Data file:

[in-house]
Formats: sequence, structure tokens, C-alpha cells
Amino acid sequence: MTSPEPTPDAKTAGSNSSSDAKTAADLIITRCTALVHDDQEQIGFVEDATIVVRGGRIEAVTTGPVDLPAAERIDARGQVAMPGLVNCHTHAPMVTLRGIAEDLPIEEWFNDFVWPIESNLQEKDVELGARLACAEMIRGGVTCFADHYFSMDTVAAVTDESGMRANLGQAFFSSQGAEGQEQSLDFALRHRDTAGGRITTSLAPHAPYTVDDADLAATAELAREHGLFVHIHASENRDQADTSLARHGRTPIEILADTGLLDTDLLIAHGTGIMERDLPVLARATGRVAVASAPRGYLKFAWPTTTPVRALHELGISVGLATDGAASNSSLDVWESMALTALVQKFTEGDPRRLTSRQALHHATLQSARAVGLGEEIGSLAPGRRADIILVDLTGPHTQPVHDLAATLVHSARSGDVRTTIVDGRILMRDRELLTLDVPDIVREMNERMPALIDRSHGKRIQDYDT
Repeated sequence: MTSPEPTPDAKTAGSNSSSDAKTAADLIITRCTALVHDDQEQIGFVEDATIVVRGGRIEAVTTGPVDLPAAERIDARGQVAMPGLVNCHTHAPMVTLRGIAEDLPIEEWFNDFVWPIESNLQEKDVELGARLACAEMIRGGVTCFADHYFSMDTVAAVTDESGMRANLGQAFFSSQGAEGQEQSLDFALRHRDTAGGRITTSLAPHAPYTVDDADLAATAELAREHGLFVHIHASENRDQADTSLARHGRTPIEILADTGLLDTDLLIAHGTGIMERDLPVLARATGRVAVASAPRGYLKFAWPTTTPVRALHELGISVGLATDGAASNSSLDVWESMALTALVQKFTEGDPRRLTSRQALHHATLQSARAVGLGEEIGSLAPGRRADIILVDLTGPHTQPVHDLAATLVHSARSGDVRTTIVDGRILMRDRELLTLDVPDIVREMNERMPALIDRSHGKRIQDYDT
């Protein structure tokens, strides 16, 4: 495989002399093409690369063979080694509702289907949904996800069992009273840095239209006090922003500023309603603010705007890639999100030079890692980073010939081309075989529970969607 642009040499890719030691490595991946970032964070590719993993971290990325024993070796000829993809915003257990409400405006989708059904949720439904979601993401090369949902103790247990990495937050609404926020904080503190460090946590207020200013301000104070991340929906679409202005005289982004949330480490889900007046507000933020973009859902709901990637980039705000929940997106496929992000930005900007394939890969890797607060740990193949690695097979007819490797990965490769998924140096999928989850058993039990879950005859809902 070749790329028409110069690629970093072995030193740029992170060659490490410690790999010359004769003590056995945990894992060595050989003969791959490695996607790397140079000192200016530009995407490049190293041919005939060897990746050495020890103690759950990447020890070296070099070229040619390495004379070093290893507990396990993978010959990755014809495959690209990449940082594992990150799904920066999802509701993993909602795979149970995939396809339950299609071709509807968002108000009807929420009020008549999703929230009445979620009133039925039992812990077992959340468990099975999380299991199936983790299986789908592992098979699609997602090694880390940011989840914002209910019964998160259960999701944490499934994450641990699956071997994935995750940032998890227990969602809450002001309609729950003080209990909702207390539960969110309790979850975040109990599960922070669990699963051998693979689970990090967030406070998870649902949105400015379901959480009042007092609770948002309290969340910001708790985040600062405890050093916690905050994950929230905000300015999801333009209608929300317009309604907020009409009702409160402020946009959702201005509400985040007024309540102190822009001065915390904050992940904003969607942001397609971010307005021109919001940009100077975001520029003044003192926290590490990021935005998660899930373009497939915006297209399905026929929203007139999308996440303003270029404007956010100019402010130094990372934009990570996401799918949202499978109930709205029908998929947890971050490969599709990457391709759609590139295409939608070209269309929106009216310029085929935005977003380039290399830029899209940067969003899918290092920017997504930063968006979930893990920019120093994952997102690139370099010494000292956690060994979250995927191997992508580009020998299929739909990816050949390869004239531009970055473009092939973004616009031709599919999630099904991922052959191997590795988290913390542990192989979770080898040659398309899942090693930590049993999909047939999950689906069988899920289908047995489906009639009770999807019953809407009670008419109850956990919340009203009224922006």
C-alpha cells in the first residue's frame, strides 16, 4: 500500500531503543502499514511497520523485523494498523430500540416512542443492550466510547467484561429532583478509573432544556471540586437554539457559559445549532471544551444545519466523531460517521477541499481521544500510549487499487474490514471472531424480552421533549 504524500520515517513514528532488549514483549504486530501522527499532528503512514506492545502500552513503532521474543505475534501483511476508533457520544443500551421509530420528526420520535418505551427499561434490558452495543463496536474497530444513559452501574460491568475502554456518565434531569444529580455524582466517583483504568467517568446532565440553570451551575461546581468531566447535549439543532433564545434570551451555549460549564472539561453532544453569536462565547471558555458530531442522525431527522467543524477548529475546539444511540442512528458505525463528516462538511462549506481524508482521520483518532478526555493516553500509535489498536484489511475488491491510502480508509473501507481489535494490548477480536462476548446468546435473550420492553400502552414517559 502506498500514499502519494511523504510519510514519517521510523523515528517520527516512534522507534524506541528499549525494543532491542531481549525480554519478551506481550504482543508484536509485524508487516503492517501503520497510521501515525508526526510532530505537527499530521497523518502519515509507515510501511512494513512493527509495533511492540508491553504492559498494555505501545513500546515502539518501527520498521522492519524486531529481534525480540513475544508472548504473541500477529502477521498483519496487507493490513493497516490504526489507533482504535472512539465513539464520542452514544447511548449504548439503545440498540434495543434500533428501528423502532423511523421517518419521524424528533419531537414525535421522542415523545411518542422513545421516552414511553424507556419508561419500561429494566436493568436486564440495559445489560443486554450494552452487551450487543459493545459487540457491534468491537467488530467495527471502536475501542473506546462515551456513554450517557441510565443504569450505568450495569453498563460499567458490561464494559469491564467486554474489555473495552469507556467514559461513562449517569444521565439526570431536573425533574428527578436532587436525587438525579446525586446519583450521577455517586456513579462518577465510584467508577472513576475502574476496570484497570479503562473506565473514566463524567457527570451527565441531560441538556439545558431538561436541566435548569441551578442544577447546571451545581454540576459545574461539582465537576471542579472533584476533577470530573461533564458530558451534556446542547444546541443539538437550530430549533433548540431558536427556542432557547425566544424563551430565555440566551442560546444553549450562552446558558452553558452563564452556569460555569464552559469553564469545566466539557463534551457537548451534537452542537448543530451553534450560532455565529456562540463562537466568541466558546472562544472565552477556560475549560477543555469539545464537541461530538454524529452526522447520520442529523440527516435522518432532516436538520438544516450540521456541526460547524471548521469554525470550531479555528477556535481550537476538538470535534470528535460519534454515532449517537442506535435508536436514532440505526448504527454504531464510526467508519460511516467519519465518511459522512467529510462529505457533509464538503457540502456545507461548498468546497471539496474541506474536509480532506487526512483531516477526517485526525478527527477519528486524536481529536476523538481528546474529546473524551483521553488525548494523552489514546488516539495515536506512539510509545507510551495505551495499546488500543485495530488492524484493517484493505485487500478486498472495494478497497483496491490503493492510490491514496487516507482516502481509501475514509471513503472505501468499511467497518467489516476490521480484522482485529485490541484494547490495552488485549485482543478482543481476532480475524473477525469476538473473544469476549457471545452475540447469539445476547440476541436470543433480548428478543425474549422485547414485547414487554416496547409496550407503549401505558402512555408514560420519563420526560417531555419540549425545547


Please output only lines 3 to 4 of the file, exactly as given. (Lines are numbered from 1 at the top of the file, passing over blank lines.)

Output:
Amino acid sequence: MTSPEPTPDAKTAGSNSSSDAKTAADLIITRCTALVHDDQEQIGFVEDATIVVRGGRIEAVTTGPVDLPAAERIDARGQVAMPGLVNCHTHAPMVTLRGIAEDLPIEEWFNDFVWPIESNLQEKDVELGARLACAEMIRGGVTCFADHYFSMDTVAAVTDESGMRANLGQAFFSSQGAEGQEQSLDFALRHRDTAGGRITTSLAPHAPYTVDDADLAATAELAREHGLFVHIHASENRDQADTSLARHGRTPIEILADTGLLDTDLLIAHGTGIMERDLPVLARATGRVAVASAPRGYLKFAWPTTTPVRALHELGISVGLATDGAASNSSLDVWESMALTALVQKFTEGDPRRLTSRQALHHATLQSARAVGLGEEIGSLAPGRRADIILVDLTGPHTQPVHDLAATLVHSARSGDVRTTIVDGRILMRDRELLTLDVPDIVREMNERMPALIDRSHGKRIQDYDT
Repeated sequence: MTSPEPTPDAKTAGSNSSSDAKTAADLIITRCTALVHDDQEQIGFVEDATIVVRGGRIEAVTTGPVDLPAAERIDARGQVAMPGLVNCHTHAPMVTLRGIAEDLPIEEWFNDFVWPIESNLQEKDVELGARLACAEMIRGGVTCFADHYFSMDTVAAVTDESGMRANLGQAFFSSQGAEGQEQSLDFALRHRDTAGGRITTSLAPHAPYTVDDADLAATAELAREHGLFVHIHASENRDQADTSLARHGRTPIEILADTGLLDTDLLIAHGTGIMERDLPVLARATGRVAVASAPRGYLKFAWPTTTPVRALHELGISVGLATDGAASNSSLDVWESMALTALVQKFTEGDPRRLTSRQALHHATLQSARAVGLGEEIGSLAPGRRADIILVDLTGPHTQPVHDLAATLVHSARSGDVRTTIVDGRILMRDRELLTLDVPDIVREMNERMPALIDRSHGKRIQDYDT